One of our recurring themes over the past few years has been that the markets have featured a strong energy and metals price trend through the first half of the year followed by ‘something else’ over the second half of the year. Given that ‘something else’ is a somewhat vague description of the trend we thought that we would show how this has manifested itself since 2006.

Immediately below we have included charts of AMR from 2006, gold miner Barrick from 2007, and the combination or product of the U.S. 30-year T-Bond futures times the Japanese yen during 2008.

In the midst of a strong commodity trend that pushed crude oil prices to a peak in mid-2008 there was a six month correction through the second half of 2006 that allowed the airlines a chance to ‘catch up’. After a decline into August of 2006 the share price of airline AMR doubled in price into early 2007.

The second half of 2007 was dominated by gold price strength with much of the action focused on the major gold producers. Barrick’s share price rose from the end of the second quarter- with a minor pull back into August- through into early 2008.

The final six months of last year focused on a defensive theme with money pushing into the safety of the Treasury market and the Japanese yen as commodity prices and the major financials crumbled.

The point is that the recent tendency has been for the markets to focus on the energy and base metals themes into the summer before shifting to what we term ‘something else’. In all three examples shown price strength began to build as we pushed out of the month of August lasting through into the start of the next year.

Below we show the spread or difference between 10-year and 3-month Treasury yields. Our quick point is that for as negative as the long end of the bond market has acted of late there has been a tendency for the spread between 10-year and TBill yields to peak somewhat below 4%. In other words… if the trend persists the only way that 10-year yields should be able to rise above 4% is if the Fed is ready to start raising the funds rate. While possible the argument would be that short of a major Fed policy reversal in the near future the yield on 10-year Treasuries would be expected to peak at or near current levels.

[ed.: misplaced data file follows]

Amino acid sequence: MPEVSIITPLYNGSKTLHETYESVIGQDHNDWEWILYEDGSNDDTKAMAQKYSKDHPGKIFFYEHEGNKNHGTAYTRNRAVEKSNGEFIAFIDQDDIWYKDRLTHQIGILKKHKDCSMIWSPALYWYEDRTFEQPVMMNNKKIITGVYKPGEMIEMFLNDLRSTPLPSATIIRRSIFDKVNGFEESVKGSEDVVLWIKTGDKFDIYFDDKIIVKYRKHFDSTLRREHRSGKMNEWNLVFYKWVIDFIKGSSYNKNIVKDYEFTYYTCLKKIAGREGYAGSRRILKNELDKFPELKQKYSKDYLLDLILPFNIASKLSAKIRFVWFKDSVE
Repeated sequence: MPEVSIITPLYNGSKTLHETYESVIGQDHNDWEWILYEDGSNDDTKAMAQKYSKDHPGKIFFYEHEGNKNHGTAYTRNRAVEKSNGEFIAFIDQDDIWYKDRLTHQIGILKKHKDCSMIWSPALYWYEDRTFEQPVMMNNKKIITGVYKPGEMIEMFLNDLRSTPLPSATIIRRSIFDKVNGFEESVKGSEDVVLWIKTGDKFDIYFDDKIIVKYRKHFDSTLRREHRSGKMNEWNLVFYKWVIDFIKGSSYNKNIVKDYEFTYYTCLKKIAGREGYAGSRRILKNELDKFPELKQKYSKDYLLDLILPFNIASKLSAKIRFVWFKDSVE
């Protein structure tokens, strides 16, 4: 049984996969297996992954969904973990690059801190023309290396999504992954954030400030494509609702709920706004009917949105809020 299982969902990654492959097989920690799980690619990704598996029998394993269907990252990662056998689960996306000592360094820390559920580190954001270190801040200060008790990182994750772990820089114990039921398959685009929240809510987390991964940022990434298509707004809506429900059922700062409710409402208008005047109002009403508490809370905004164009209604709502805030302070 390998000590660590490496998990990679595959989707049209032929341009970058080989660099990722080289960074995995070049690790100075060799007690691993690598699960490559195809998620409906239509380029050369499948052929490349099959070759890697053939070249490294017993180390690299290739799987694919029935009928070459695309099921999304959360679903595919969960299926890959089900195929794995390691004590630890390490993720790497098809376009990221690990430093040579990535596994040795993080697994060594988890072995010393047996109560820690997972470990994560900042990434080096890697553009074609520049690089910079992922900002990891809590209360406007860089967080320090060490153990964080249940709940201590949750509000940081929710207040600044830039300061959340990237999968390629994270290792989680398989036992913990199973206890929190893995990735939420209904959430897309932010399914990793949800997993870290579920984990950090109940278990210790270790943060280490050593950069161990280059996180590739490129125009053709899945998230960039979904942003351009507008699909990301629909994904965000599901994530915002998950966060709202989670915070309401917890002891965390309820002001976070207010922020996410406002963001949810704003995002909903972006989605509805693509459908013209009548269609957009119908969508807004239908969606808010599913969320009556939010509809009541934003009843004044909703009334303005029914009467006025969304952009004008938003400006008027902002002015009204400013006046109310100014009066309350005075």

Equity/Bond Markets

To quickly finish up one of our first page points… the argument is that IF energy and base metals prices start to weaken THEN the trend that will tend to dominate into early 2010 will emerge as we move out of the month of August.

First up below we return to a chart-based argument that has graced these pages on many occasions over the past year or so. We show the ratio between the Amex Oil Index (XOI) and S&P 500 Index (SPX) from 1990- 92 along with the share prices of Carnival Cruise Lines (CCL) and Wells Fargo (WFC).

The idea was that at the peak for the oils relative to the broad market (XOI/SPX) we should be at the lows for both WFC and CCL and as the XOI/SPX ratio declines the share prices for the financials (WFC) and energy-using cyclicals (CCL) will rise. Fair enough.

Below we show the current situation. After making a major peak in mid-2008 the XOI/SPX reached a second and lower top in early 2009 that marked the bottom for WFC and CCL. After all this time the recovery is progressing in a most tidy manner.

We use a number of energy-using cyclicals to represent the inverse or mirror-image of the ‘energy’ trend. At times we focus on Ford or AMR but quite often we use CCL. The argument has been that while new automakers and airlines can pop up from time to time the barriers to entry into the cruise ship business are fairly significant.

One of our favorite growth-oriented airline plays is Canada’s WestJet. It certainly does not have the price ‘whip’ afforded by something like AMR and Continental but, then again, it also tends to make fairly steady profits within an industry that is prone to more busts and booms. The chart below shows that WJA broke lower in May when oil prices pushed above 60 on the way to 74. The rally for WJA suggests that the markets have decided for the moment that crude oil prices reached a peak at or near 74.